Indian information technology services companies are managing to offset the impact of a strong currency, the rupee, on earnings, while Middle Eastern investors buy Asian assets. From Hong Kong, VOA's Chen Li has this summary of business news in Asia.
India's IT services and outsourcing companies, whose main market is the United States, have so far managed to counter the impact of a strong rupee on their earnings.
The Indian currency rose nearly seven percent against the U.S. dollar from April to June this year.
S. Ramadorai is chief executive officer of India's largest software services company, Tata Consultancy Services or TCS. He says an increase in outsourcing orders helped offset a decline in export revenues caused by the rupee's appreciation during the quarter.
The company's profit rose 37 percent to $293 million over the same period last year.
"All and all that was in a great performance by TCS in a challenging time," he said. "And we hopefully will continue the performance in the quarters and years ahead."
Another Indian IT services company, Wipro, reported a 16 percent increase in profit to $175 million, for the quarter ending in June.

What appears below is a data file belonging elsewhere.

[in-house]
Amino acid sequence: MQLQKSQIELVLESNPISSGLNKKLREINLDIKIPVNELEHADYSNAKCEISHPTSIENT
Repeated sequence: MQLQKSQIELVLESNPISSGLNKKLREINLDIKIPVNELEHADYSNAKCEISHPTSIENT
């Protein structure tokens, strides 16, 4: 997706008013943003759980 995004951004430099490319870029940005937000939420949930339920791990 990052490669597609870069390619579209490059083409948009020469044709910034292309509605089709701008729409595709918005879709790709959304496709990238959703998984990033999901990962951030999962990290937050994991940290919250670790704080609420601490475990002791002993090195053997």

"The results for the quarter are satisfying considering the strong headwinds faced by us in the form of an appreciating rupee," said Azim Premji, Wipro's chairman.
Middle Eastern companies expanded their investments in the region. Saudi-owned Kingdom Hotel Investments bought two Cambodian hotels for about $35 million from Singapore's Raffles Holdings. The two hotels, the Raffles Hotel Le Royal Phnom Penh and the Raffles Grand Hotel d'Angkor Siem Reap, will continue to be managed by Raffles.
Kingdom Hotel Investments, which is controlled by the Saudi Prince Al Waleed Bin Talal, says it plans to increase investments in Asia, particularly in China.
Orascom Construction Industries of Egypt says it will acquire a 50 percent stake in North Korea's Sangwon Cement for $115 million. Orascom wants to raise the plant's capacity to three million tons a year.
Toyota became the world's top selling carmaker in the first half of the year, overtaking U.S. rival General Motors. The Japanese company says it sold 4.71 million units worldwide, compared with the 4.67 million sold by G.M. in the same period.
Another Japanese car company, Honda, says it is increasing production capacity worldwide to match growing demand. Honda says it will open a second manufacturing plant in Thailand and a research and development center in China to design a new vehicle for the fast growing Chinese market.